To overcome price objections but not devalue what I’m offering, I want to lower the value that I’m offering to meet the price they are willing to pay. What can you take out of your offering that would lower the value, but still give them some help?

“So instead of our Gold package that we have been talking about, I could offer you our Silver package — it’s actually a little less than what you are willing to spend. Let me tell you about the differences…”

3. Reiterate your value

Some prospects won’t go for that — they want the “Gold” package for the “Silver” price. (Or maybe they need the Gold package to solve their problems.) You might have to walk away from this one — but there’s one more tack you can take. “I understand, I can’t do that. One more question before I go — you’ve acknowledged that there are some real problems here, that if not resolved, could threaten the health of your business. If we don’t work together, what’s your “Plan B”? How are you planning to resolve these issues without my help?”

This price objection technique forces them to examine the cost of not working with you. It gets them to talk about any alternatives that they might be considering so that you can point out any differences between what you offer and what they offer. If they don’t have a Plan B I will often throw in, “I just don’t want to come back here 6 months from now and see that these issues have gotten worse and there’s even less money to pay for any potential solution.”

When you hear, “I can’t afford it.” You don’t have to give up — there are still some arrows in your quiver that might bring home the contract.

4. Close one more time

After you go through all the above steps, try to close the deal one last time.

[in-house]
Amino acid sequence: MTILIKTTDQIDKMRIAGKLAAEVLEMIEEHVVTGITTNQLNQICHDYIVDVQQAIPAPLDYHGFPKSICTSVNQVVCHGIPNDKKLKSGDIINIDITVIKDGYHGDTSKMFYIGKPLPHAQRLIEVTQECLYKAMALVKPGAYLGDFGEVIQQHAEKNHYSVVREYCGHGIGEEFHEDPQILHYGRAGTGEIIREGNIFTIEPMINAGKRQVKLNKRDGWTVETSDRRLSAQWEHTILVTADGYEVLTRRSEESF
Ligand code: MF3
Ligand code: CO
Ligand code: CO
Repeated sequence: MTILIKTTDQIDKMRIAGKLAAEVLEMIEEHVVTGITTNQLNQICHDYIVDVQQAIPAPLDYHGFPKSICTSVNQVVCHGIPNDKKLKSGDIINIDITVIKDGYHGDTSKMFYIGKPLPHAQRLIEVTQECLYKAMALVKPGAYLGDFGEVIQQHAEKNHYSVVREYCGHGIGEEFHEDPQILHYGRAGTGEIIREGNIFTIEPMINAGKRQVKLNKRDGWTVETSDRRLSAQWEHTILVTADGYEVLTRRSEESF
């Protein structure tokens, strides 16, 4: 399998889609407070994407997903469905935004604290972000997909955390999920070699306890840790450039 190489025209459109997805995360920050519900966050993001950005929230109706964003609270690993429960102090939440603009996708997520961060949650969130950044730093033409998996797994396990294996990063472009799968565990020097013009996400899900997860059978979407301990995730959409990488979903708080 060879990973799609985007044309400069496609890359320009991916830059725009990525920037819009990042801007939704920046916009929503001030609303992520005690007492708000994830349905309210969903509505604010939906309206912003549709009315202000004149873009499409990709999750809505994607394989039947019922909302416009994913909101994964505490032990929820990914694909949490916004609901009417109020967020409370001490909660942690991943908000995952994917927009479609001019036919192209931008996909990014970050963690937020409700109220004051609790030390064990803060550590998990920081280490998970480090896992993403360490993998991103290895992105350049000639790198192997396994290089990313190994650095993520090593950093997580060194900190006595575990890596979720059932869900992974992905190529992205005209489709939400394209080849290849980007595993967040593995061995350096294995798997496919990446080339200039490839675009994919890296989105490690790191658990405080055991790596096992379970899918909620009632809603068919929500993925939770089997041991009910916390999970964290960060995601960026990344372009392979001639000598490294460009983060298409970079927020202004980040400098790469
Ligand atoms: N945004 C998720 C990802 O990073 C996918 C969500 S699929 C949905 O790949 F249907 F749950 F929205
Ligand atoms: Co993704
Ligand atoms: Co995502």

To recap, let’s go over the sales process again:

  1. Find out what the prospect means by their price objection
  2. Counter it as best you can (offer something cheaper, or demonstrate more value)
  3. Reiterate the value of your solution and the peril that they are in
  4. Close one more time.

But it doesn’t end there!

If you still didn’t get the deal, think about this while you are headed back to the office; “What could I have done during the qualification stage that would have saved me from spending time on this prospect?”

What’s help you the most overcoming price objections? When prospects say you’re too high, how do you close the deal?

Photo credit: Ryan McGuire


  1. marksylvester says:

    Great article Brad. I see that you are in Chicago helping entrepreneurs. I am doing something similar in Santa Barbara and just posted this article to our site. Curious if you know Seth Kravitz. Met him at TEDxMidwest. We run the network that drives that event.

    Our 805connect project is to support entrepreneurs, startups, incubators, small business and educational efforts in the Central Coast of California (videos of the project here: https://www.youtube.com/playlist?list=PLghfrxFC9cUJFGsVBtNIsEugxYVTzVCVI)

    Your article is spot on. Thanks for writing it.

  2. Terry Pierce says:

    Brad ~ Thank you for the article, it’s quite helpful. I am not a natural salesperson and struggle with this scenario often. Will be trying these techniques out over the coming weeks!